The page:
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Jericho district hires more teachers, aides to help with social distancing

Sneeze guards, masks and webcams. Newsday gets a sneak peek at the new classroom look amid the coronavirus pandemic. Cecilia Dowd reports from Jericho. Credit: Howard Schnapp

Remodeling of an upstairs cafeteria, with seats set 6 feet apart, was completed Friday. The last of a group of 15 teachers was hired Monday. 

And now the 3,200-student Jericho school district is about to reopen, along with 123 other school systems across Nassau and Suffolk counties, during the coronavirus pandemic.

"I've been in this business for well over 50 years, and I've never seen a summer like this," said Jericho's superintendent, Hank Grishman, referring to work time spent on preparations. "I think my anxiety level is at the highest level in my professional life."

Across the Island, reopenings will be gradual. Fishers Island starts classes Tuesday. Hauppauge and Plainedge are expected to begin Wednesday, followed by Jericho and five other systems Thursday. 

The majority of districts are scheduled to open next week, with a few more starting Sept. 14. 

Newsday spent nearly two hours inside Jericho High School and its adjacent middle school on Monday. The idea of visiting one of the Island's top-rated districts was to get a sense of how schools have changed in the face of the COVID-19 pandemic. 

Change, it turns out, has often come at the last minute, and with a price tag. 

Jericho estimates it has spent upward of $2.3 million preparing for the 2020-21 school year, with most of the money being used to hire new teachers and classroom aides. Most are assigned to elementary schools. Money also has been spent on security guards, air-filtration systems and other equipment. 

The rationale behind hiring additional teaching staff is social distancing. State health guidelines require 6 feet of space between students in each classroom, to prevent the spread of any virus.

A 6-foot distance can be defined in several ways, however. Long Island school leaders said they received a directive from Albany just last week, to the effect that the 6 feet should be measured from the middle of one desk to the middle of other desks nearby.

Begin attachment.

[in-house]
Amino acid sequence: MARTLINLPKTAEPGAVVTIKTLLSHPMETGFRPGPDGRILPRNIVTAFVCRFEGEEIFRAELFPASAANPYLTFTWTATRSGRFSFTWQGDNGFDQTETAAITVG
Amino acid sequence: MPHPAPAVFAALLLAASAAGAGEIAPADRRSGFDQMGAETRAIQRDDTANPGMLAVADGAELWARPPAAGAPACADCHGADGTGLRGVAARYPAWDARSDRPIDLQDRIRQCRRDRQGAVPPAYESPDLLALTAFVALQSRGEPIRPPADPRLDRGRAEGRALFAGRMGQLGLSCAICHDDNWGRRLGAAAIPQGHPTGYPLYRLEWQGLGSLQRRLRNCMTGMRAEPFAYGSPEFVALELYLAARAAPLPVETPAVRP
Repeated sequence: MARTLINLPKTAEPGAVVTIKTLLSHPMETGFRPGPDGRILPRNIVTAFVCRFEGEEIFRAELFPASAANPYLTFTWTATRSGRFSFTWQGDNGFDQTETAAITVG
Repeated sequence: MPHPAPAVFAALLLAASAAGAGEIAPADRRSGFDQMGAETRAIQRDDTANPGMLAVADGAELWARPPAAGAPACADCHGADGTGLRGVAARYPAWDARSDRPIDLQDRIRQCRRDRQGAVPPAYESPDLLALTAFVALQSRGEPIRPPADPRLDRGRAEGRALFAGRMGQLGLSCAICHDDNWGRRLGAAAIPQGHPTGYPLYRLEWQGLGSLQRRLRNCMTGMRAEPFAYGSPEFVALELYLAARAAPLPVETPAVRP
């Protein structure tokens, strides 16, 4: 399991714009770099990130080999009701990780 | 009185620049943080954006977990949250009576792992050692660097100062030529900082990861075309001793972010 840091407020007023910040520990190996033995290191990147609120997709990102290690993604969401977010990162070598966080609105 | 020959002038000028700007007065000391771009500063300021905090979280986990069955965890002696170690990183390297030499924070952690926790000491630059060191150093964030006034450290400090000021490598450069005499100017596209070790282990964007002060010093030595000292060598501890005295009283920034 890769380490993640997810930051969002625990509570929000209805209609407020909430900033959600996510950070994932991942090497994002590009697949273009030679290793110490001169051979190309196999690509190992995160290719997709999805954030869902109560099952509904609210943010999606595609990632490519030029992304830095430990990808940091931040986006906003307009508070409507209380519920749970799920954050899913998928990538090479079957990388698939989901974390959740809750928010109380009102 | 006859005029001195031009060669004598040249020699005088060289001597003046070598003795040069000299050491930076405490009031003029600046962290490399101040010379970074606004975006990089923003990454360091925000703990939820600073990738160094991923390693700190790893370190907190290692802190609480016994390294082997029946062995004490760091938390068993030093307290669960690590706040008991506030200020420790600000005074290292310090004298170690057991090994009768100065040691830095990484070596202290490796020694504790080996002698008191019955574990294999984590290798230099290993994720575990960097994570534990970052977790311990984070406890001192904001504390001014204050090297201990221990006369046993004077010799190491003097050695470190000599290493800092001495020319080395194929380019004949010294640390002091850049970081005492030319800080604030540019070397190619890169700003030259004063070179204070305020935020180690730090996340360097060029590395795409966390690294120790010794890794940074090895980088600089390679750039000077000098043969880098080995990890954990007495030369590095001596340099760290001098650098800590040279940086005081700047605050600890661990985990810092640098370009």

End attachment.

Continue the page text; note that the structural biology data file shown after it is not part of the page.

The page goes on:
To achieve social distance in elementary schools, Jericho calculated that it needed to reduce the number of students in each class from 22 or 23 to 16 or 17. Additional staffing will produce smaller classes.

In Jericho, as in other districts, some parents have not found such changes entirely reassuring. About 500 students in elementary and secondary grades combined will be kept at home this fall and receive instruction remotely, under a district option that allows parents that choice.

Still, the great majority of Jericho students, more than 80%, will return to school, at least on a part-time basis. At the secondary level, students will attend in-person on alternate days, while getting half their instruction at home. Again, the goal is social distancing.

Many parents find the reopening of classes a relief, five months after shutdowns took place.

"I am excited that they are able to attend school now in person, after being out since March," said Rachel Annenberg, whose son and daughter will attend the district's Robert Seaman Elementary School. "I think the district is doing everything it needed to do to come back after this crazy pandemic."

In Jericho, as elsewhere, change is often visually striking.

Classrooms are austere, with lounge chairs, book cases, even file cabinets, removed and placed in storage. The only remaining pieces of furniture are desk-and-chair sets in symmetrical rows, each equipped with a three-sided plastic sneeze shield. 

More striking still is a gym shared by the adjacent high school and middle school. The basketball court has been converted to a cafeteria, lined with 144 individual desks where students will eat bagged lunches.

On opening day and thereafter, all Jericho students and teachers will wear masks in class, though there will be periodic breaks. Bottles of hand sanitizer and buckets of hand wipes will be available in classrooms. Directional signs in hallways will keep students moving in single directions, and help prevent them from bunching up. 

"Obviously, there's a level of anxiety: Will schools be safe?" Grishman said. "In my heart of hearts, I believe that, once parents see that schools are operating smoothly and safely, the number staying home will diminish."

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